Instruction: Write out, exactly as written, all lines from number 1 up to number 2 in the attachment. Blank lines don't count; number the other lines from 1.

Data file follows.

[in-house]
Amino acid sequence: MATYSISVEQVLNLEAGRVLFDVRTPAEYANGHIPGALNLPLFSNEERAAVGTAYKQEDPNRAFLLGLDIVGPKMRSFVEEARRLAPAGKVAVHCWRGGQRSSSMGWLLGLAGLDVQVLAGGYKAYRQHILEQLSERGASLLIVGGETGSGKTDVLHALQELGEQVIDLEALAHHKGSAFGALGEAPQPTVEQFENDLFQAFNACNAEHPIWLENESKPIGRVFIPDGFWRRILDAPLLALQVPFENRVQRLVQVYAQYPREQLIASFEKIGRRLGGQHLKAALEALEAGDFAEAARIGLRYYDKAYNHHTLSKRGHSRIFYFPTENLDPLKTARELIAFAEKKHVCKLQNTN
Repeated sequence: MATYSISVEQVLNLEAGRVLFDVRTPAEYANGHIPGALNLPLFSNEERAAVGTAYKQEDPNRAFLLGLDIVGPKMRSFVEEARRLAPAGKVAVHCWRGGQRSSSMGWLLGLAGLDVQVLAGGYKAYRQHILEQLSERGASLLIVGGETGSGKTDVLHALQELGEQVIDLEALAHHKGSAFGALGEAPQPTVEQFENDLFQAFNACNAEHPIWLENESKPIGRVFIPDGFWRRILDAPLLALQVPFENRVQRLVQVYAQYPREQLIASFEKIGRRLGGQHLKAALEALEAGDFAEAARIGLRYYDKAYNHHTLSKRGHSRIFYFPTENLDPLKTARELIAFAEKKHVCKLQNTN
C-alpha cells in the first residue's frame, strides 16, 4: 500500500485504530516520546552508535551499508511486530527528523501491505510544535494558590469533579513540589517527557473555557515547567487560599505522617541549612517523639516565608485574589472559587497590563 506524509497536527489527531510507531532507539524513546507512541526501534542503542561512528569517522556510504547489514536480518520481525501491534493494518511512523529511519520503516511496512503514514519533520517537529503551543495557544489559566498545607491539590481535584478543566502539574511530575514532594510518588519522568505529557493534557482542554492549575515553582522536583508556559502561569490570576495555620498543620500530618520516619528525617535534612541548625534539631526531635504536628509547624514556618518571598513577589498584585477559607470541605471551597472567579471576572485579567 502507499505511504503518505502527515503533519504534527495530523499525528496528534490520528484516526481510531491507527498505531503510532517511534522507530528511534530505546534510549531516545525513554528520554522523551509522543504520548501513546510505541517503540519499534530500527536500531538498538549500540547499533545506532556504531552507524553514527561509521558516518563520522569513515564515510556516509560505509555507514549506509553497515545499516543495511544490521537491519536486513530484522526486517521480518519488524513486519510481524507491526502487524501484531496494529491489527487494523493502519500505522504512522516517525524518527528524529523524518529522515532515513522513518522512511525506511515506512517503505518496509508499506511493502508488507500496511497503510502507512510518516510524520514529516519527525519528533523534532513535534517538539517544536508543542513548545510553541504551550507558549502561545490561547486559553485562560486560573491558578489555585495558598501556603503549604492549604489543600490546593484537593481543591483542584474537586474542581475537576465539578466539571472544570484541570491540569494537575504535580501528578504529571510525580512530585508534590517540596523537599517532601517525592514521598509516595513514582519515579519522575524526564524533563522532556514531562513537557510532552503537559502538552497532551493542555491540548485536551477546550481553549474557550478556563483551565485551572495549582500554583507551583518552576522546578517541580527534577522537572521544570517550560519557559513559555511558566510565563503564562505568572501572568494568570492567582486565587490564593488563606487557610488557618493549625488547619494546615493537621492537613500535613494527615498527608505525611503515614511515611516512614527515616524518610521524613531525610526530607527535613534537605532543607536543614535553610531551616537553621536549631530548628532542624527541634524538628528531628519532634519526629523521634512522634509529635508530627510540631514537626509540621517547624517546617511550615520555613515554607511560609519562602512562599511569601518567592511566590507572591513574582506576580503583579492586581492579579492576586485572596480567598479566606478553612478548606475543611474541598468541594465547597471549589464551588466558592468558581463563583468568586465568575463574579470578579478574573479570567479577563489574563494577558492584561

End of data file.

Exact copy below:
[in-house]
Amino acid sequence: MATYSISVEQVLNLEAGRVLFDVRTPAEYANGHIPGALNLPLFSNEERAAVGTAYKQEDPNRAFLLGLDIVGPKMRSFVEEARRLAPAGKVAVHCWRGGQRSSSMGWLLGLAGLDVQVLAGGYKAYRQHILEQLSERGASLLIVGGETGSGKTDVLHALQELGEQVIDLEALAHHKGSAFGALGEAPQPTVEQFENDLFQAFNACNAEHPIWLENESKPIGRVFIPDGFWRRILDAPLLALQVPFENRVQRLVQVYAQYPREQLIASFEKIGRRLGGQHLKAALEALEAGDFAEAARIGLRYYDKAYNHHTLSKRGHSRIFYFPTENLDPLKTARELIAFAEKKHVCKLQNTN